Does Draft Position Make a Difference?

Now, it’s possible there are other factors making an impact here — notably, draft position. Draft position is a significant predictor for both fantasy points and opportunity, even into Year 3.

The Impact of Draft Position on Fantasy Scoring

The Impact of Draft Position on Opportunity

Interestingly, however, draft position does not have the same relation with efficiency. In fact, first- and second-round WRs have averaged negative efficiency over the last several years.

The Impact of Draft Position on Efficiency

Early draft picks are just as likely to have positive or negative FPOE as late draft picks or undrafted free agents. And since positive or negative FPOE is the only distinguishing factor between players in the first three charts, we can be pretty confident that draft position is not having a significant effect.

What Does This Mean for 2018?

Five 2017 rookies had more than 50 expected points and scored more fantasy points than expected:

  • Cooper Kupp
  • JuJu Smith-Schuster
  • Keelan Cole
  • Trent Taylor
  • Kenny Golladay

Most of these guys are expected to take leaps forward in 2018. Kupp, Smith-Schuster, and Cole (since Marqise Lee’s season-ending injury) were all drafted in the first 10 rounds in redraft leagues. Golladay was selected in the early double-digit rounds. All four are excellent breakout candidates.2 Taylor is the forgotten man here. His 98 PPR points in 2017 rank fourth among rookies, behind only Smith-Schuster, Kupp, and Cole. Depending on whether Pierre Garcon is the same player following his injury, and whether Dante Pettis will be worked into the offense immediately, Taylor may be in line for a larger role than many anticipate.3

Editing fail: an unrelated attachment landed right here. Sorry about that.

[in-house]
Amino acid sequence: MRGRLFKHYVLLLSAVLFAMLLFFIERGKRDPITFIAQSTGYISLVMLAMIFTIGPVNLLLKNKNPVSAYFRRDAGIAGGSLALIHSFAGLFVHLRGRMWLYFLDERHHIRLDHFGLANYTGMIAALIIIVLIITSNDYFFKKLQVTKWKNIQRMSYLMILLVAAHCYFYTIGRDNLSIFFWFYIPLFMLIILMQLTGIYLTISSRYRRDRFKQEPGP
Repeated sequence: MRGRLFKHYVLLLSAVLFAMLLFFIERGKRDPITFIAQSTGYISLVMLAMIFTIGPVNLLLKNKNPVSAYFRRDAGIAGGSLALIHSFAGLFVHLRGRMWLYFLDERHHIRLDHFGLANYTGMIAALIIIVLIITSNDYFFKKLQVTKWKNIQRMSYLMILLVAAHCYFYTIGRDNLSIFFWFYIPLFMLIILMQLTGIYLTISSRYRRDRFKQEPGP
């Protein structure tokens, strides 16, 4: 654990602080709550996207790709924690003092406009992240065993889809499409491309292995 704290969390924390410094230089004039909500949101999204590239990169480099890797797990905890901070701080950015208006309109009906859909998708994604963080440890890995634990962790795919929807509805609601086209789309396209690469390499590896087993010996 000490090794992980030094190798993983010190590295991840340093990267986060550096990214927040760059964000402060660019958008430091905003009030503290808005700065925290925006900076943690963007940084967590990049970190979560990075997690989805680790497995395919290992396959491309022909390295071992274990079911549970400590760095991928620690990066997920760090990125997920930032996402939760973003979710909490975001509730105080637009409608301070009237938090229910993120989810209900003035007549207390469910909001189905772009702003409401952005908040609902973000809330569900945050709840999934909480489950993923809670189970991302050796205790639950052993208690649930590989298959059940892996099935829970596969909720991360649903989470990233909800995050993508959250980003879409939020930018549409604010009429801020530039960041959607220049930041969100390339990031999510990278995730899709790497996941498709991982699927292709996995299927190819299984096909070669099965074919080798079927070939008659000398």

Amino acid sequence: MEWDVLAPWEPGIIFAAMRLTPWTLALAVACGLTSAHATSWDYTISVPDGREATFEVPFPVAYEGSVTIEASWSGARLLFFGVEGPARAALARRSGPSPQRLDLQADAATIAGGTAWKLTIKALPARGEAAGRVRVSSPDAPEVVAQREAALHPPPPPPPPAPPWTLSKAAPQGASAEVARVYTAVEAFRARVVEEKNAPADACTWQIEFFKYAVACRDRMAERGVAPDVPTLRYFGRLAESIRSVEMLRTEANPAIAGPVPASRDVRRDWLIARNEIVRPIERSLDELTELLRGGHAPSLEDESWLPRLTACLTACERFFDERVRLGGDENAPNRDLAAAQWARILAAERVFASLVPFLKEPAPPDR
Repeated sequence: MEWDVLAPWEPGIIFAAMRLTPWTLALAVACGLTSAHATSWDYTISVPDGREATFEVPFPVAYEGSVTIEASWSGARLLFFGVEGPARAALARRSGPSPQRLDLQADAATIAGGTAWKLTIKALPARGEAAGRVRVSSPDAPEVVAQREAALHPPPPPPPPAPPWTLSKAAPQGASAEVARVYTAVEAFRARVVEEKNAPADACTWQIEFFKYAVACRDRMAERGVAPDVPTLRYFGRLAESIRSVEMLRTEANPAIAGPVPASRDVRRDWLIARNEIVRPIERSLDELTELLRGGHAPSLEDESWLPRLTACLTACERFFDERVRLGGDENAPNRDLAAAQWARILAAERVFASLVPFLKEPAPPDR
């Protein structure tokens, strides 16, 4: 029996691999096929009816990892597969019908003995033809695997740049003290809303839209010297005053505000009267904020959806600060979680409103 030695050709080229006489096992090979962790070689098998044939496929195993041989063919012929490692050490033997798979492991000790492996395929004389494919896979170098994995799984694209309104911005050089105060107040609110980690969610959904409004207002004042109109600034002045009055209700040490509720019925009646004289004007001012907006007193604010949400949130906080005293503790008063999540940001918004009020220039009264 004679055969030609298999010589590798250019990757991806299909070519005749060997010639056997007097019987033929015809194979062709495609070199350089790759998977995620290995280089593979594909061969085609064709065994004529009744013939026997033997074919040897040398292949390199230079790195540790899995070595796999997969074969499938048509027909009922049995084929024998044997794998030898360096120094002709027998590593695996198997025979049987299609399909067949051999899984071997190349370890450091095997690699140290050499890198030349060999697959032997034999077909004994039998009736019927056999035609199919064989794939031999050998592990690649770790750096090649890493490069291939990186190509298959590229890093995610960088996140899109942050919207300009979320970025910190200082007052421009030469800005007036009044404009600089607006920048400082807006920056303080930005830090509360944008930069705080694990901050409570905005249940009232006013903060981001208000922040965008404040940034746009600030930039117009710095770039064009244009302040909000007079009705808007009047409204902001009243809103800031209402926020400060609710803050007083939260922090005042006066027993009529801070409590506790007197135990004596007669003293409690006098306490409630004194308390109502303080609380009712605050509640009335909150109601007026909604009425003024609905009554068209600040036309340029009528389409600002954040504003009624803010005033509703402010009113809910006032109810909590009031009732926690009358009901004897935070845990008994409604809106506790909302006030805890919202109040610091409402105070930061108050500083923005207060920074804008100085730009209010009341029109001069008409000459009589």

This is also bad news for some trendy breakout candidates who did not live up to opportunity-based expectations in 2017. Corey Davis was one of five rookies with over 100 expected points, but his 71.5 PPR points meant that he underperformed expectations by almost 30 points. He was less efficient than any rookie besides Zay Jones, who underperformed expectations by more than 50 points. Some may be assuming Dede Westbrook will take a step forward in Lee’s absence, and although he very well may, his 2017 receiving FPOE of -12.1 suggests Cole is a better bet for a 2018 breakout.

Chris Godwin just missed breaking even, underperforming his opportunity-based expectations by 0.4 points. I’m still hopeful for a breakout, given other elements of his profile. Mike Williams and John Ross both underperformed expectations in 2017, but neither saw even 40 expected points, so it’s difficult to draw confident conclusions from their rookie seasons. While none of these three had rookie seasons that would predict 2018 breakouts according to this analysis, all are intriguing breakout candidates for a variety of other reasons. In general however, when it comes to finding second-year breakout candidates, here’s one key bit of advice: chase efficiency.

  1. For WRs who had at least 50 expected points in their rookie seasons.  (back)
  2. Smith-Schuster barely missed 200 PPR points, though he did finish 2017 as a WR2. He may be in store for a true breakout, or a secondary breakout, depending on how you view his 2017.  (back)
  3. Honorable mention goes to Taywan Taylor and Mack Hollins, both of whom outperformed expectations but failed to meet the 50 expected point threshold, with 42.3 and 34.2 expected points, respectively.  (back)